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Open Biol. 2012 Jul;2(7):120078. doi: 10.1098/rsob.120078.

Quantitative single-molecule microscopy reveals that CENP-A(Cnp1) deposition occurs during G2 in fission yeast.

Author information

  • 1Department of Biochemistry, University of Cambridge , Cambridge CB2 1EW, UK.

Abstract

The inheritance of the histone H3 variant CENP-A in nucleosomes at centromeres following DNA replication is mediated by an epigenetic mechanism. To understand the process of epigenetic inheritance, or propagation of histones and histone variants, as nucleosomes are disassembled and reassembled in living eukaryotic cells, we have explored the feasibility of exploiting photo-activated localization microscopy (PALM). PALM of single molecules in living cells has the potential to reveal new concepts in cell biology, providing insights into stochastic variation in cellular states. However, thus far, its use has been limited to studies in bacteria or to processes occurring near the surface of eukaryotic cells. With PALM, one literally observes and 'counts' individual molecules in cells one-by-one and this allows the recording of images with a resolution higher than that determined by the diffraction of light (the so-called super-resolution microscopy). Here, we investigate the use of different fluorophores and develop procedures to count the centromere-specific histone H3 variant CENP-A(Cnp1) with single-molecule sensitivity in fission yeast (Schizosaccharomyces pombe). The results obtained are validated by and compared with ChIP-seq analyses. Using this approach, CENP-A(Cnp1) levels at fission yeast (S. pombe) centromeres were followed as they change during the cell cycle. Our measurements show that CENP-A(Cnp1) is deposited solely during the G2 phase of the cell cycle.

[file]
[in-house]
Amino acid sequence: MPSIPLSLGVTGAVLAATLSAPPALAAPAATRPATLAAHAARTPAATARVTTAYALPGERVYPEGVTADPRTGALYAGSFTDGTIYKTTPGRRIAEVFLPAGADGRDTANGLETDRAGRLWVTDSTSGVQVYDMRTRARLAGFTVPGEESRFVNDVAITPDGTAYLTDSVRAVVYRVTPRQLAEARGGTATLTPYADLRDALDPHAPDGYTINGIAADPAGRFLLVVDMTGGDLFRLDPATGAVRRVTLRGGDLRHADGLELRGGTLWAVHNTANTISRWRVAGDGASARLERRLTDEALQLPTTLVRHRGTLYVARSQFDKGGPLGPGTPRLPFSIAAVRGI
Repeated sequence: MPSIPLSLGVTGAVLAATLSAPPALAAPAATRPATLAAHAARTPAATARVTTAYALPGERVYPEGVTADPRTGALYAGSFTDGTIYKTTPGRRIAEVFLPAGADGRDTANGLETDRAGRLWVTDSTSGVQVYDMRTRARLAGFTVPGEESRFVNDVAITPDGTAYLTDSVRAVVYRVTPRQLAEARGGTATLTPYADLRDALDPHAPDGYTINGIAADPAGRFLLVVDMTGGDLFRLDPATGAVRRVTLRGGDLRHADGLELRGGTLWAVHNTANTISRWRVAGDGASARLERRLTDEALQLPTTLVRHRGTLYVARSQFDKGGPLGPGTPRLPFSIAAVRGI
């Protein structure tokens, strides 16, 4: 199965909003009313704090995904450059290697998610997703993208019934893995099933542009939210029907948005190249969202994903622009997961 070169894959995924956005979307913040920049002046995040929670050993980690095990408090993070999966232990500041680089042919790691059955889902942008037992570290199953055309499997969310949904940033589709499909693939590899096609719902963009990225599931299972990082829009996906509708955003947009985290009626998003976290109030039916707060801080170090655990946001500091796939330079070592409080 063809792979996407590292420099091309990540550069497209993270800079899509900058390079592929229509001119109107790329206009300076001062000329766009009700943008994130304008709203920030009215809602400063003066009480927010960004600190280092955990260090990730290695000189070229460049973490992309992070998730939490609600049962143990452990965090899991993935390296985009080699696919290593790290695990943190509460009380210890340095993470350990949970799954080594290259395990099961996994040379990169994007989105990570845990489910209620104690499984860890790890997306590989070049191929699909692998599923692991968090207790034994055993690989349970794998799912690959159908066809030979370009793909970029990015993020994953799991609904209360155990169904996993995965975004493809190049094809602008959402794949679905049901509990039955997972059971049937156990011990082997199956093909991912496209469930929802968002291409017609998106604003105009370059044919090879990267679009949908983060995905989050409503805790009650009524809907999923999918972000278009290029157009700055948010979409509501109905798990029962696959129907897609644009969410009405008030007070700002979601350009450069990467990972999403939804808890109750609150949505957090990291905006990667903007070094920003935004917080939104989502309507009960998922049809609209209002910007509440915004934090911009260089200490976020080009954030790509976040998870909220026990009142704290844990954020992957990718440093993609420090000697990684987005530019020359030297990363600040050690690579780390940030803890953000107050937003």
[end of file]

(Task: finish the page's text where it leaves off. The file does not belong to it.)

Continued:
KEYWORDS:

CENP-A; centromere; fission yeast; single-molecule microscopy

PMID:
22870388
[PubMed - indexed for MEDLINE]
PMCID:
PMC3411111
Free PMC Article

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